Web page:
In America, Williams (28, looks 10 years younger) is seen as part of a folk resurgence. A New Englander in a prim, floor-length skirt, she has a multi-octave warble that might remind you of either Alanis Morissette or Joni Mitchell, depending on your generation. Her songs radiate sensitivity and glimmer with humour, and she is drawn to characters who yearn for connection and warmth in a cold world - literally, in the case of "Mortal City", the title track of her new Grapevine album. It's a mesmeric, lump- in-the-throat story, balanced by the unforced comedy of "The Pointless, Yet Poignant, Crisis of a Co-Ed" ("We used to say that our love was like hemp rope, three times as strong as the rope that you buy domestically... ") and "The Christians and the Pagans", which has more generosity of spirit than a stack of Christmas compilation albums, but which is destined not to feature on any until narratives about Pagan lesbians coming to stay for Solstice are perceived as wholesome family fare.

Williams's best compositions are so fabulous that one is compelled to be lenient on the Irritating Fanclub. "Now I can die happy!" yelled one of them after Williams played his request. "That's good," she responded, "that takes the pressure off my next songwriting venture."

The next night at the Purcell Room, it was the turn of Ron Sexsmith, a 32-year-old Canadian who resembles the young Brian Wilson with a worse haircut. Comparing Sexsmith to great male singer-songwriters of history is a favourite hobby among music writers, so I'll add that his cracked groan is reminiscent of Willie Nelson, Bob Dylan and Buddy Holly. It's a twisted, barbed wire of a voice that snags on the emotions and pulls them along behind it.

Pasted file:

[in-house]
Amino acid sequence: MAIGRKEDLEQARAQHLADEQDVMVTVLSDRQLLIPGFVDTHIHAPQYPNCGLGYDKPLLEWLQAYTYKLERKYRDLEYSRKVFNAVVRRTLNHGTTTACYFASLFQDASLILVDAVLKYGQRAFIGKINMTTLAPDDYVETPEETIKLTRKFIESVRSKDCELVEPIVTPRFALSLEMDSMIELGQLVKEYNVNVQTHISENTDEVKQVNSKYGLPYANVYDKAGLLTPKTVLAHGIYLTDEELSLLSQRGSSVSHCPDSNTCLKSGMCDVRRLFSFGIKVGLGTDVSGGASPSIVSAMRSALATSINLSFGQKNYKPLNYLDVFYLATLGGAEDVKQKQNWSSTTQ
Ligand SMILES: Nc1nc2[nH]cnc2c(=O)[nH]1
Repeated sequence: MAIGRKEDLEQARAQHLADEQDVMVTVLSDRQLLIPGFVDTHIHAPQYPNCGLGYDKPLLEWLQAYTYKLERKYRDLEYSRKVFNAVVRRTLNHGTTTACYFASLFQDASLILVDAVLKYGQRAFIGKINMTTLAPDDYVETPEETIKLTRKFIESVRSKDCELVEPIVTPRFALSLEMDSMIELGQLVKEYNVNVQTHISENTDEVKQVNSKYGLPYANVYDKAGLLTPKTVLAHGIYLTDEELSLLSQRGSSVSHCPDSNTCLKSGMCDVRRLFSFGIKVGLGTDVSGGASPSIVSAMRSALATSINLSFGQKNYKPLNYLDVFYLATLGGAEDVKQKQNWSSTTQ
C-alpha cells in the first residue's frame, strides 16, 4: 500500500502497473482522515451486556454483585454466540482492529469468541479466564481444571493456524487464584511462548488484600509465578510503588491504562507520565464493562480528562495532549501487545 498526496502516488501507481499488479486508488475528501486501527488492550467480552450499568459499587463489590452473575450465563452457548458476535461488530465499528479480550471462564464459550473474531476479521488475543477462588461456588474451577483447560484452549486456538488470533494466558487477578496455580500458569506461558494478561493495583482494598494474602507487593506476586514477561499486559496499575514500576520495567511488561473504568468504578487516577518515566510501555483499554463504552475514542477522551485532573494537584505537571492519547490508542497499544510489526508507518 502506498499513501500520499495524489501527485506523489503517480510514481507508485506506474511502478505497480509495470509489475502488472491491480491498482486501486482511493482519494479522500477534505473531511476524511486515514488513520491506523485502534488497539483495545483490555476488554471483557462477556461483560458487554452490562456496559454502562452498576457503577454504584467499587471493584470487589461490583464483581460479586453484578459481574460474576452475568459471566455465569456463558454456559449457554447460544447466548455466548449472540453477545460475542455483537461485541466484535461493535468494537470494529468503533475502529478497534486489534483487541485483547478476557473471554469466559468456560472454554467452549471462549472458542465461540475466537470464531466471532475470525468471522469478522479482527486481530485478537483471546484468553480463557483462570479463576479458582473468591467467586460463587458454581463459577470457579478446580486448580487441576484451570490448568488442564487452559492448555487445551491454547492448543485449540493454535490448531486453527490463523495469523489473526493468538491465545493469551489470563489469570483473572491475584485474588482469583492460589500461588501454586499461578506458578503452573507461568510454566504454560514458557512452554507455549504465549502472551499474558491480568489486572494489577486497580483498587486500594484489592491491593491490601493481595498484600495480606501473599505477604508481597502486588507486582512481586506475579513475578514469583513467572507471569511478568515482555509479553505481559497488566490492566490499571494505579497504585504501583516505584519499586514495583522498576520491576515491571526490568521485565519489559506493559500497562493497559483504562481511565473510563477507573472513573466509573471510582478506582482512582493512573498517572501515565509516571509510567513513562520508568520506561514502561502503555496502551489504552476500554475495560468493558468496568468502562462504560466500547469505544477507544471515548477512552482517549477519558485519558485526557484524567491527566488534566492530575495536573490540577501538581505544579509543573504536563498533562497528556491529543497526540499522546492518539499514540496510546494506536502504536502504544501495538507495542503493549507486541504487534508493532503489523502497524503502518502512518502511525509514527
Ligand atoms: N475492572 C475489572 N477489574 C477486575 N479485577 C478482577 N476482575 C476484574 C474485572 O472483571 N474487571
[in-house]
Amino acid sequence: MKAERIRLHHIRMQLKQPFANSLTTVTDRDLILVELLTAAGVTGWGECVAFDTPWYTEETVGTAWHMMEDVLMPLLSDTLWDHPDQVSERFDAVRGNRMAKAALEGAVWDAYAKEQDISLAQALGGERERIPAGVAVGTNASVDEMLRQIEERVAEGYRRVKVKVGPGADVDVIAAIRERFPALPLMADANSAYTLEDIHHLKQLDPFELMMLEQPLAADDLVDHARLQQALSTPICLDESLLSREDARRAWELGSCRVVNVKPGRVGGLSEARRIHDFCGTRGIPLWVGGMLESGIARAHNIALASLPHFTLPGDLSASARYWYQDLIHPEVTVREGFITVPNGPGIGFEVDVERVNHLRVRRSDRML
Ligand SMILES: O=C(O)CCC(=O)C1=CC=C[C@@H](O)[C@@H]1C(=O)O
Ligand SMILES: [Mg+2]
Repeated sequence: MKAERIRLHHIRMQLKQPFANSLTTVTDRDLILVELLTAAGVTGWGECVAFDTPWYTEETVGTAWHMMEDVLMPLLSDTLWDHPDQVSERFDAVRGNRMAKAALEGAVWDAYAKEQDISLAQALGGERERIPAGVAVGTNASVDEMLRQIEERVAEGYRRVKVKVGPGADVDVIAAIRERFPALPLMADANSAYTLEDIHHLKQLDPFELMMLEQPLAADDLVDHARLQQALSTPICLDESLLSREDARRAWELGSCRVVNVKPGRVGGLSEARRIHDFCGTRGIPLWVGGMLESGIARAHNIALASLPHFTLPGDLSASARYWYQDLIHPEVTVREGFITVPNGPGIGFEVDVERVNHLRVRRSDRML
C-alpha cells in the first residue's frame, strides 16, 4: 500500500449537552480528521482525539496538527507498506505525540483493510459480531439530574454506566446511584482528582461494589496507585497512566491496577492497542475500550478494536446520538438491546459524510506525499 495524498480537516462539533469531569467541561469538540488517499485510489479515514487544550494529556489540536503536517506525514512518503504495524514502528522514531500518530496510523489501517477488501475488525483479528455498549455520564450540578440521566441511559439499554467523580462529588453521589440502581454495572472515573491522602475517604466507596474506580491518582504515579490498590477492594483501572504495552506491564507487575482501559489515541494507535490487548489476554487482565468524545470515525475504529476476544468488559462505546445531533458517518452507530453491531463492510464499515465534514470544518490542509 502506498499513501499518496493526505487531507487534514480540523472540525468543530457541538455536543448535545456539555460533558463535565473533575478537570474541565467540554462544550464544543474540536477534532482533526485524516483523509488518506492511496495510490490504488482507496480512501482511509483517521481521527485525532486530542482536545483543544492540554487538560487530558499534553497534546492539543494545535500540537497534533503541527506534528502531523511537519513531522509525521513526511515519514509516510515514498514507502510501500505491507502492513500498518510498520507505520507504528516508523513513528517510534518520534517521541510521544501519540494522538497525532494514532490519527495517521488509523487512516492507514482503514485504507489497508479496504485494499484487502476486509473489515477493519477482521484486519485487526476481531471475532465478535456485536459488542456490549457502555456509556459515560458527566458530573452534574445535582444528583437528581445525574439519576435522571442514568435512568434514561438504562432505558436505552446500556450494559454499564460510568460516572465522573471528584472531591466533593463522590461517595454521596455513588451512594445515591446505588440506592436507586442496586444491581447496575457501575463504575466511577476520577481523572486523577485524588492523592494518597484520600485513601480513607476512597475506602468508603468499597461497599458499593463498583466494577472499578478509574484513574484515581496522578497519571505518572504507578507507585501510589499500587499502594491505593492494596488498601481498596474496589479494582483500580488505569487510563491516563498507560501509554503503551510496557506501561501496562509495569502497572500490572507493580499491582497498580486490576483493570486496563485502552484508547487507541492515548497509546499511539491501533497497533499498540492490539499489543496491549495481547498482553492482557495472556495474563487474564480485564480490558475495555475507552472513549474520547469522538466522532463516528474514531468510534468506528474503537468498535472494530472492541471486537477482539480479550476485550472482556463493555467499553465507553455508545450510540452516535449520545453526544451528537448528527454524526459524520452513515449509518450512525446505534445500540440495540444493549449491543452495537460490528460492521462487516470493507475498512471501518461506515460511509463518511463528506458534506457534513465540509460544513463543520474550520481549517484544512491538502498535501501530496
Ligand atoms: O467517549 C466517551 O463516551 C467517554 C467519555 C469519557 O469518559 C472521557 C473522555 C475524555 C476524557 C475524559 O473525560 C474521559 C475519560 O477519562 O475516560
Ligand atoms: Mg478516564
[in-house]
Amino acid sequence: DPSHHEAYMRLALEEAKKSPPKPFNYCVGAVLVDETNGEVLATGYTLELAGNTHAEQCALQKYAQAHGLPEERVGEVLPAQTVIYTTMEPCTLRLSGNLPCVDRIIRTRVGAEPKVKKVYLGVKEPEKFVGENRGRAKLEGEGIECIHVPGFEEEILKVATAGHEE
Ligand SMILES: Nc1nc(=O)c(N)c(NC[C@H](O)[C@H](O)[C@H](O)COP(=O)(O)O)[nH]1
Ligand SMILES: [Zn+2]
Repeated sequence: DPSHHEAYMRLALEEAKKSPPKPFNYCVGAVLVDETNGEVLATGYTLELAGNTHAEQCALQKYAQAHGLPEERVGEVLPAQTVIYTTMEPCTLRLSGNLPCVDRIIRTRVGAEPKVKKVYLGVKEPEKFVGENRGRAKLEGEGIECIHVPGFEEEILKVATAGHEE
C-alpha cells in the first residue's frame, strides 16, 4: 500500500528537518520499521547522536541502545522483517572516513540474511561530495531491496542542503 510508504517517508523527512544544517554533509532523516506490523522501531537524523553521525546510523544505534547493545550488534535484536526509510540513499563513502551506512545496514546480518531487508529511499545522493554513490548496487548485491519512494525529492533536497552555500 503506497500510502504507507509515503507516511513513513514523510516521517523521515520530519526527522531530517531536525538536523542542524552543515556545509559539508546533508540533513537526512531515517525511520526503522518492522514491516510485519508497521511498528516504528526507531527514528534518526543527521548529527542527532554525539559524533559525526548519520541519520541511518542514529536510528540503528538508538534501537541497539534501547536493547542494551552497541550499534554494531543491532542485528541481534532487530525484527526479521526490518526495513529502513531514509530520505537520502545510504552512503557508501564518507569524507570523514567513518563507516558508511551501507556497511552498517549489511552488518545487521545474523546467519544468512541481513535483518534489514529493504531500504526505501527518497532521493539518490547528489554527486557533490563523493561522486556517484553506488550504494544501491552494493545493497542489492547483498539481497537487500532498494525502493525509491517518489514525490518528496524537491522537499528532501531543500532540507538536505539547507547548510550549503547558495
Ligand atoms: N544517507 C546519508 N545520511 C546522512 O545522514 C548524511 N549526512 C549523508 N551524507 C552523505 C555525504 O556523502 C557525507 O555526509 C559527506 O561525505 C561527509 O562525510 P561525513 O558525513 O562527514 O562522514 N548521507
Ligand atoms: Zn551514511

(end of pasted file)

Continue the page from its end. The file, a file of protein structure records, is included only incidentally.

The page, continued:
Squeezed into a suit jacket that makes him look like a nine-year-old dressed up against his will for his uncle's wedding, Sexsmith bears a strain of anti-macho nerdiness that has passed from Holly, through Wilson, to Elvis Costello. Since Costello nominated Ron Sexsmith (MCA) as his favourite album of 1995, he has been trampled in the stampede of people adding their praises. It was a stampede which I didn't rush to join: after Williams's wordsmithery, Sexsmith's understated, shambling folk-pop can come across as lovely in a vague, simple way, but not exactly auguring a unique personality. Live, though, this simplicity seems more like the classic beauty and emotional ingenuousness of a campfire country ballad. And if the album verges on the morose, in concert the music is unexpectedly cheery, and Sexsmith is a diffidently funny host with all the unique personality we could want.

His acoustic guitar was ably supplemented by a drummer who used the world's smallest kit to create more sounds than you'd expect from a kit three times the size, and who, together with the bopping bassist, provided banjo, accordion and harmony vocals. But as the solo ballads proved, the band was just a bonus tacked on to Sexsmith and his songs. He falls somewhere between Difford & Tilbrook and Neil Young and Costello and Jackson Browne and ... never mind. In years to come, great male singer-songwriters will be compared to Ron Sexsmith.